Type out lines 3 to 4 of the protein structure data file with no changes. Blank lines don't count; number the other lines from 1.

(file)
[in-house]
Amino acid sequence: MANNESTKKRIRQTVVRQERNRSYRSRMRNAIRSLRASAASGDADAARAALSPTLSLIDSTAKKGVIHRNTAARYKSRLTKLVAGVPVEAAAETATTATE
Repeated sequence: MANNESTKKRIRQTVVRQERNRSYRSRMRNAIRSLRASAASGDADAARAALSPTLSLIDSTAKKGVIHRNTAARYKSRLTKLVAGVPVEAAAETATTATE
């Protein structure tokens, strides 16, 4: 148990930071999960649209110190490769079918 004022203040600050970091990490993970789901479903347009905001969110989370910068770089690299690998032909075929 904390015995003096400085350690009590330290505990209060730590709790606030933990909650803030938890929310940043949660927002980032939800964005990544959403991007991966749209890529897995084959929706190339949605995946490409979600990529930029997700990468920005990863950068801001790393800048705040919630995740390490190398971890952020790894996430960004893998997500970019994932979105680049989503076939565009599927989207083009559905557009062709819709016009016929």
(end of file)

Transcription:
Repeated sequence: MANNESTKKRIRQTVVRQERNRSYRSRMRNAIRSLRASAASGDADAARAALSPTLSLIDSTAKKGVIHRNTAARYKSRLTKLVAGVPVEAAAETATTATE
């Protein structure tokens, strides 16, 4: 148990930071999960649209110190490769079918 004022203040600050970091990490993970789901479903347009905001969110989370910068770089690299690998032909075929 904390015995003096400085350690009590330290505990209060730590709790606030933990909650803030938890929310940043949660927002980032939800964005990544959403991007991966749209890529897995084959929706190339949605995946490409979600990529930029997700990468920005990863950068801001790393800048705040919630995740390490190398971890952020790894996430960004893998997500970019994932979105680049989503076939565009599927989207083009559905557009062709819709016009016929």